Selective PrejudiceWhere’s the Promised Report Into Conservative Party Islamophobia?
Though Boris Johnson rushed through a discredited report into racial disparities, what happened to the investigation into anti-Muslim bigotry he promised two years ago? Basit Mahmood reports
As a group of UN experts condemned what it called the UK’s “reprehensible” report into racism and ethnic disparities, accusing it of “distorting and falsifying historic facts”, we shouldn’t expect much better when the Conservative Party finally publishes its report into Islamophobia and other forms or prejudice among party members.
Remember that time nearly two years ago when Boris Johnson committed, along with other Conservative Party leadership candidates, to hold an independent investigation into Islamophobia? I couldn’t blame you if you don’t, not least because most of the media has barely reported on the issue since. If its role is to hold power to account, then it has failed spectacularly to hold the Government to account when it comes to Islamophobia and bigotry towards Muslims.
Either they think Islamophobia isn’t as serious a problem as others think, despite all the evidence, or they think that the issue isn’t that bad. Both positions are equally reprehensible.
Since that promise in June 2019 to hold an investigation into Islamophobia among party members, a number of developments have occurred. The investigation, being led by Professor Singh was downgraded into one looking at “all forms of prejudice”, ducking the problem of a widespread culture of hostility among party members towards Muslims.
A Hope Not Hate report published last year, found that 60% of party members believe myths about “no-go areas in Britain where sharia law dominates and non-Muslims cannot enter”. Another 57% expressed negative views about Muslims.
The inquiry also has a narrow remit. Unlike the Labour Party’s Chakrabarti inquiry into anti-Semitism and other forms of prejudice which sought to consult widely with Labour Party members, the Jewish community and other minority representatives, the terms of reference for the Tory investigation implied no open call for evidence from civic society or those outside the party.
Worse still, it’s been pretty selective in who it does approach. Last month, Peter Oborne and I revealed that while the investigation had approached Quilliam’s Maajid Nawaz for evidence, who has previously criticised the use of the term Islamophobia, it had not approached a number of victims who had suffered Islamophobia at the hands of party members.
Those included the likes of former MEP Sajjad Karim. Karim said in September 2019 that he had experienced Islamophobia from senior members of the party as well as from a minister, whose identity he did not reveal.
He said he was assured the investigation would be in touch but that no one from the party or investigation has approached him. Earlier this month, former Conservative Party chair Sayeeda Warsi says she handed the Singh investigation the names and contact details of several dozen people who wanted to give evidence about their experiences, but at least eight complainants received no contact from the inquiry.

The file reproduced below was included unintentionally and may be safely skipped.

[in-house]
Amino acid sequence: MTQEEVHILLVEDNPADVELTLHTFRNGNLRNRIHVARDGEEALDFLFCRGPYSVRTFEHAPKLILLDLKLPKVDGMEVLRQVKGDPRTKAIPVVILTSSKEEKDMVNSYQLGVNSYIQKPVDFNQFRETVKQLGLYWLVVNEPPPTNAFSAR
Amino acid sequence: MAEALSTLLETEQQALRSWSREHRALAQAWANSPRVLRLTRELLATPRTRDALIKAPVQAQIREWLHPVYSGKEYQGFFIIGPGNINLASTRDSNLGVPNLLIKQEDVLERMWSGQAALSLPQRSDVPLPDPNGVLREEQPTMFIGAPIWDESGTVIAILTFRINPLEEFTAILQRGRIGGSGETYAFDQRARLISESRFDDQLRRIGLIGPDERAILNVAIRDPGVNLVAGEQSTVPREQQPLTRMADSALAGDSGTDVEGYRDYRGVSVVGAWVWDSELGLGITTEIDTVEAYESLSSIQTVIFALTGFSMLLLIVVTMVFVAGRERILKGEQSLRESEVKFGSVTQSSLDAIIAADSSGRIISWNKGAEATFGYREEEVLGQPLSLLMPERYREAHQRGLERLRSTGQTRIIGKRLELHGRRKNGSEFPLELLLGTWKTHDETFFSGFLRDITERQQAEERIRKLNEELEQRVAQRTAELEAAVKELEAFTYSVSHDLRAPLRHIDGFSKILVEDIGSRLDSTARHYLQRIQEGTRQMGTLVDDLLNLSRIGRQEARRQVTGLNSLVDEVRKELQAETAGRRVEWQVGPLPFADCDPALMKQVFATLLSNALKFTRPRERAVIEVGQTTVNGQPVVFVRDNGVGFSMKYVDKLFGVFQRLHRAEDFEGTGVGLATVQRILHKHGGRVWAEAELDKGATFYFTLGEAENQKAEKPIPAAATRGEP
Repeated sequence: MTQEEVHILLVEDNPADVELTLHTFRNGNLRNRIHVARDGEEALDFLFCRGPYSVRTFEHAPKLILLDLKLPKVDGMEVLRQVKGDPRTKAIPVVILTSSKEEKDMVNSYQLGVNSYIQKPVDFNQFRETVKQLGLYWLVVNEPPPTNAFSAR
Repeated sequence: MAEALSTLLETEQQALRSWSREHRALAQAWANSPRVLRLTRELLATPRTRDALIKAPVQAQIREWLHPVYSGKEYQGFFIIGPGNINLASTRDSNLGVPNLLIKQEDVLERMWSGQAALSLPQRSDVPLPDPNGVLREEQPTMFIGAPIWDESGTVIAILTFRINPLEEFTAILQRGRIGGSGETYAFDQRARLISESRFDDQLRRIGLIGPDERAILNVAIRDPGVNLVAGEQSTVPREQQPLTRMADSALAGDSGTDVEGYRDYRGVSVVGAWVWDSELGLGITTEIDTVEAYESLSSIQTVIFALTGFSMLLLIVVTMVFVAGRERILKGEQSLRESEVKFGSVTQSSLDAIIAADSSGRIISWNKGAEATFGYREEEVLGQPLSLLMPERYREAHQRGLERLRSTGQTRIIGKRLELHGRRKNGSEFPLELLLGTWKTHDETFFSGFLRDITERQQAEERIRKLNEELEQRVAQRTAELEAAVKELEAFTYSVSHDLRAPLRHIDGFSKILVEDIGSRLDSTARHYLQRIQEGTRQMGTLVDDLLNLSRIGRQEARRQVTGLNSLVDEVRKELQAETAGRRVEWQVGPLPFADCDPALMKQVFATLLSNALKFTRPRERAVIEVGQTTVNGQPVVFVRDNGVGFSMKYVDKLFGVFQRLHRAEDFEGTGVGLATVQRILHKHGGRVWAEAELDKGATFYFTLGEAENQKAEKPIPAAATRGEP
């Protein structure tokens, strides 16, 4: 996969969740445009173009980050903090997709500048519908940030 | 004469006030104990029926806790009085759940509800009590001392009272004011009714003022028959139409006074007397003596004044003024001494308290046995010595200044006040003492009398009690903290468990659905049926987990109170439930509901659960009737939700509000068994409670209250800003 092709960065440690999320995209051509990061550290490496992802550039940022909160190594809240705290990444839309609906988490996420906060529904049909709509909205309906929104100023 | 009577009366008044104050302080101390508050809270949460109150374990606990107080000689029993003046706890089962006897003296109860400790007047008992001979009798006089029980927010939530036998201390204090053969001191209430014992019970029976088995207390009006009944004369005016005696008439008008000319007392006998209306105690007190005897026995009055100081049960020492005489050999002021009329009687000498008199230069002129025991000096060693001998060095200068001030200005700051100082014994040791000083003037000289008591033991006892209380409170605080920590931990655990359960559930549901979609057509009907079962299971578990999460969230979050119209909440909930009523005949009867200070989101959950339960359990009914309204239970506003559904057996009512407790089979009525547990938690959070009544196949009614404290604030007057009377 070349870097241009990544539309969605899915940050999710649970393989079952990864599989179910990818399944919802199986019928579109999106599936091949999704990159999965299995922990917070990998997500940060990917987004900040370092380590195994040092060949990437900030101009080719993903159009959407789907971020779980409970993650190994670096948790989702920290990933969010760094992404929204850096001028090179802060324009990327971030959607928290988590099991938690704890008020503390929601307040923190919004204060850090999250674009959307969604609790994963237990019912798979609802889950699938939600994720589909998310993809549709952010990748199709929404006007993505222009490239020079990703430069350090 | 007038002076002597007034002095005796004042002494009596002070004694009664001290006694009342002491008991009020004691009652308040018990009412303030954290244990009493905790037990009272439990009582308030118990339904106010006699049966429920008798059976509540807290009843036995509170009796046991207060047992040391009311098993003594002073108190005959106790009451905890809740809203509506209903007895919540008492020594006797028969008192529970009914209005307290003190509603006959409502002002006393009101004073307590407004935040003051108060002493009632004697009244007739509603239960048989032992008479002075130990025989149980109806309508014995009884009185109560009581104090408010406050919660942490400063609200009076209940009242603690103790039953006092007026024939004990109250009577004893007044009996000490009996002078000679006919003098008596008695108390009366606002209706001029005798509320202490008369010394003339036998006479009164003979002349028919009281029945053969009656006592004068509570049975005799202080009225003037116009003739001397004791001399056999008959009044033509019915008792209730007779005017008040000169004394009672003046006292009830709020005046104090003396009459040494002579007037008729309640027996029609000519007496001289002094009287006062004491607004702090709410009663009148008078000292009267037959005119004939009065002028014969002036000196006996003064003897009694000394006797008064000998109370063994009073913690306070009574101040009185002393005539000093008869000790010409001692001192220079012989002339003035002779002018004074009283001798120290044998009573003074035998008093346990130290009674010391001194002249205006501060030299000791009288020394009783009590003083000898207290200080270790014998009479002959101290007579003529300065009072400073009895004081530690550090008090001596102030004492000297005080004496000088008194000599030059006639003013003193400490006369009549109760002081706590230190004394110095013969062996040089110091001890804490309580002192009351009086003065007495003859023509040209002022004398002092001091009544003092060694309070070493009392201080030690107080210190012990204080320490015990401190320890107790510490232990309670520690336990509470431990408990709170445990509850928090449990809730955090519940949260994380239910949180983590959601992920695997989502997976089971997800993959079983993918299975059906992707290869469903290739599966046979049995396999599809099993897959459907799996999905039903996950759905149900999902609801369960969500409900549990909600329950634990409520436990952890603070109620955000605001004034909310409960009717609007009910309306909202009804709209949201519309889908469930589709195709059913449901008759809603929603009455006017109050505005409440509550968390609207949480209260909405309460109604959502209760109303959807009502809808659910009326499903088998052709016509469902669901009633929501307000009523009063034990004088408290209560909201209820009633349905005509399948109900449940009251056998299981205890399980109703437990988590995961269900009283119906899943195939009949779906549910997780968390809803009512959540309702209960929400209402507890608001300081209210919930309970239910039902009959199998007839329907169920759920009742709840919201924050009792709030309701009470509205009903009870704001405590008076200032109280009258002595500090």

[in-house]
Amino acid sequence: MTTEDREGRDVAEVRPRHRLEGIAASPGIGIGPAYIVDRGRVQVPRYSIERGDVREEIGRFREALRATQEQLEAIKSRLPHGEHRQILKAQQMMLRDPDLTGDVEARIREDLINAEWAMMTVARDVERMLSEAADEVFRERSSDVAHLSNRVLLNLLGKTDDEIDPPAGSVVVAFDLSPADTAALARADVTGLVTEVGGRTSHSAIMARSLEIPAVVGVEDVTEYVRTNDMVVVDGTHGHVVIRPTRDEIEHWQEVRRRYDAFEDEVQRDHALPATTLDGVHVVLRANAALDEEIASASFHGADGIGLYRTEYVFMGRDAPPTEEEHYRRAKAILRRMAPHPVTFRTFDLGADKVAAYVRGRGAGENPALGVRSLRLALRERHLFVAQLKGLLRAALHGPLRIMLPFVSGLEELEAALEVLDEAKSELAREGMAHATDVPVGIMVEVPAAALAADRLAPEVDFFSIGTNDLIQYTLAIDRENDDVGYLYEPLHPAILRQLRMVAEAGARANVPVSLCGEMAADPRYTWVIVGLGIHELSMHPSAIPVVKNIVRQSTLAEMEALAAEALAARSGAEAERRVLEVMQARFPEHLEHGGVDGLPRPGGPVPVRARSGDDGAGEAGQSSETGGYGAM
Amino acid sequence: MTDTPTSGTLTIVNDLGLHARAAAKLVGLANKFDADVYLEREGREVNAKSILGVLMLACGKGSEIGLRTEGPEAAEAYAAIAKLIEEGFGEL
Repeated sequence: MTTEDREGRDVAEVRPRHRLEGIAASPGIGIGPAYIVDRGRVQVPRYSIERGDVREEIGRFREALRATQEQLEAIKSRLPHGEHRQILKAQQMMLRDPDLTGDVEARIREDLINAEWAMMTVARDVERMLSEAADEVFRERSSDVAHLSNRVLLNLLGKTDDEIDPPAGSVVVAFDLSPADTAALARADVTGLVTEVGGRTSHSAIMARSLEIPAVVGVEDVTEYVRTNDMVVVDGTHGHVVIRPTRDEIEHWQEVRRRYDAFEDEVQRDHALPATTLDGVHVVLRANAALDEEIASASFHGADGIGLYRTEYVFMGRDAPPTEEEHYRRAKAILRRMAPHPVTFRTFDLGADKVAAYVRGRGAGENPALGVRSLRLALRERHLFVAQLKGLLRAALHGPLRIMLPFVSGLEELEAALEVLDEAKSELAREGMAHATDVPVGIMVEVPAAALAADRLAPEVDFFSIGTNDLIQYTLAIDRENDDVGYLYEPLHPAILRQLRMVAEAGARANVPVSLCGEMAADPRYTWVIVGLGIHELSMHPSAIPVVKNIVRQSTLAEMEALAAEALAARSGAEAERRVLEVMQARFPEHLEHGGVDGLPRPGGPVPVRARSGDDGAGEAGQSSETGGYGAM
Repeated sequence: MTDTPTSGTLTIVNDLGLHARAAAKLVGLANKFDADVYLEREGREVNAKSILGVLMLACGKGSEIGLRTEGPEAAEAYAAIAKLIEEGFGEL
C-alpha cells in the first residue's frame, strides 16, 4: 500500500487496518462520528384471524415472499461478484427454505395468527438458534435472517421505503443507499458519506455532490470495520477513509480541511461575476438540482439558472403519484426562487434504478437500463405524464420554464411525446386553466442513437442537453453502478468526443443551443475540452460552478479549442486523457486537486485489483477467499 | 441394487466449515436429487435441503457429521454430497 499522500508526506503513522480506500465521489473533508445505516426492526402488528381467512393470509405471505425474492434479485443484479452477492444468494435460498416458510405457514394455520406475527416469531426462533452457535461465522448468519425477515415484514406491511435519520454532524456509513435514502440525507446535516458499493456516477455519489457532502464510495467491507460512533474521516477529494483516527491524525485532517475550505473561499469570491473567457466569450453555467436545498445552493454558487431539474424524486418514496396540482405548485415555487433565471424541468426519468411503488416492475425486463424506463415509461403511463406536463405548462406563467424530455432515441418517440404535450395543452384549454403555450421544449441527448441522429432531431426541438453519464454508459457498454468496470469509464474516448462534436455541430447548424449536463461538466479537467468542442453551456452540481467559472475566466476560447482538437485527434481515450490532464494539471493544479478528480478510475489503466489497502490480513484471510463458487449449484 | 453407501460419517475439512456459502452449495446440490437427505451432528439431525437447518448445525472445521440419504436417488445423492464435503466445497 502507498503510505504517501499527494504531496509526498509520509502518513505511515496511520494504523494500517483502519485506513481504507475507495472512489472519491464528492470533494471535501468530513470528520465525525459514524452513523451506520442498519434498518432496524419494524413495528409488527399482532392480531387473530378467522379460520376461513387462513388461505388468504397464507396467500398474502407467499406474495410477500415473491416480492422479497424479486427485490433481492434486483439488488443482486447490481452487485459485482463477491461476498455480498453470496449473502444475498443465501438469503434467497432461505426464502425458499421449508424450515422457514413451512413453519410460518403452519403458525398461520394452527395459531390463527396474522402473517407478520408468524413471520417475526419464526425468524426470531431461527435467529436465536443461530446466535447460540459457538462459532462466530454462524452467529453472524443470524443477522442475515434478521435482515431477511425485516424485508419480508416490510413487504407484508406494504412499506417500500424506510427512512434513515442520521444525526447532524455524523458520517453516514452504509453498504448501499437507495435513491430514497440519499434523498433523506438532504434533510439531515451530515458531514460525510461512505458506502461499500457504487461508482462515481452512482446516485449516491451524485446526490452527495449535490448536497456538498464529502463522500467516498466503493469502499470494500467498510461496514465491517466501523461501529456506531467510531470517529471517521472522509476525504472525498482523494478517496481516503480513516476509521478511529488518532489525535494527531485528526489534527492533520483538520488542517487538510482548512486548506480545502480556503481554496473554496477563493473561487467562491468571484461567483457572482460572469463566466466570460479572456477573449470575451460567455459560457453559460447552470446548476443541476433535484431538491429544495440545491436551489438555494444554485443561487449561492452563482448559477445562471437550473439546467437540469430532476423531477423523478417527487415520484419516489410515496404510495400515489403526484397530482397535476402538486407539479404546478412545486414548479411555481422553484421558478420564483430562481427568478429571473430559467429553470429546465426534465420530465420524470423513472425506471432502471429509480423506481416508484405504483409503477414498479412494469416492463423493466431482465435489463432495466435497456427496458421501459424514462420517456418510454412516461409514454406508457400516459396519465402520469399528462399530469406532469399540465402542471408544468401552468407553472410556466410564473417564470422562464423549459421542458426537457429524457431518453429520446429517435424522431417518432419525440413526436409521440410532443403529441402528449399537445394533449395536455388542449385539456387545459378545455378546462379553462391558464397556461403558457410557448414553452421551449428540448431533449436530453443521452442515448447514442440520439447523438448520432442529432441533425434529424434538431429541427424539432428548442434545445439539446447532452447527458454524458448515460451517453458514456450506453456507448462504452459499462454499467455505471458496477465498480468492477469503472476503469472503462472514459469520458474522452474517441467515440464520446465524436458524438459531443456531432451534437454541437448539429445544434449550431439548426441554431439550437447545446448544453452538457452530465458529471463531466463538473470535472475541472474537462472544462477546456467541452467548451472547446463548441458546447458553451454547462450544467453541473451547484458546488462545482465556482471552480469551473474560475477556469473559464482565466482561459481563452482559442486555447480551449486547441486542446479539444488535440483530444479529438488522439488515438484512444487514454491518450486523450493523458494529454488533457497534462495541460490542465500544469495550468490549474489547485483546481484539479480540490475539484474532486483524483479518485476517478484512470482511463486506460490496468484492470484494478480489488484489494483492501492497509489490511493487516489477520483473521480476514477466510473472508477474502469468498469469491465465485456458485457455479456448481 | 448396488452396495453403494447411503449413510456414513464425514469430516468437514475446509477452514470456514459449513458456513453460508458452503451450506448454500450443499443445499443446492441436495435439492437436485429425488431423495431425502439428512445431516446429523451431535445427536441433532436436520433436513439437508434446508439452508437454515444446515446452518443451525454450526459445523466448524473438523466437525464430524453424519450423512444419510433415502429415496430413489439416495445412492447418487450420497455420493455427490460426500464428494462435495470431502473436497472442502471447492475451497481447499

The investigation has also recruited Wasiq Wasiq as an advisor – a PhD student at King’s College London, who has previously argued for the idea of Islamophobia to be “junked”, further raising fears over the independence of the investigation.
It’s pretty clear that the party wants to be seen to be dealing with the problem, rather than actually doing anything tangible to combat it. Yet despite all the mounting evidence that this is going to be yet another whitewash investigation, the issue of widespread Islamophobia and anti-Muslim bigotry within the party of government has barely raised a murmur among sections of the press or commentariat.
This is hardly surprising. When the Muslim Council of Britain submitted a dossier of 300 cases of Islamophobia among members of the Conservative Party to the Equality and Human Rights Commission (EHRC) – of which included members calling Muslims scumbags, for them to be sterilised and thrown off bridges – the Daily Mail, Daily Express, the Sun, Financial Times and Daily Telegraph failed to report the story.
Asking sections of the press to take Islamophobia seriously, who themselves have written false and misleading stories about Muslims to whip up fears, is a bit like asking an arsonist to put out a fire.
Yet Muslim communities deserve better. Like all communities up and down the country, they have made sacrifices serving the country they love during the pandemic. Muslim doctors have laid down their lives fighting the virus. Is it really too much then to ask that anti-Muslim hatred and Islamophobia be condemned and tackled?
Some in the media will undoubtedly cite the pandemic as being one of the major reasons why tackling bigotry towards Muslims is not high on the priority list. Yet even before the pandemic, it was a struggle trying to get much outrage or attention. More often than not, it was met with indifference.
To those journalists who have continued to ignore this while being vocal about other forms of prejudice and discrimination, there can be only one of two conclusions. Either they think Islamophobia isn’t as serious a problem as others think, despite all the evidence, or they think that the issue isn’t that bad. Both positions are equally reprehensible.
All of this apathy will only serve to further embolden bigots, while giving much comfort to the Conservative Party that there will be little to no consequences over its failure to tackle racism and hatred towards Muslims. It will send a message to millions, that there is a hierarchy of racism and when it comes to Muslims, it’s open season.
what the papers don’t say
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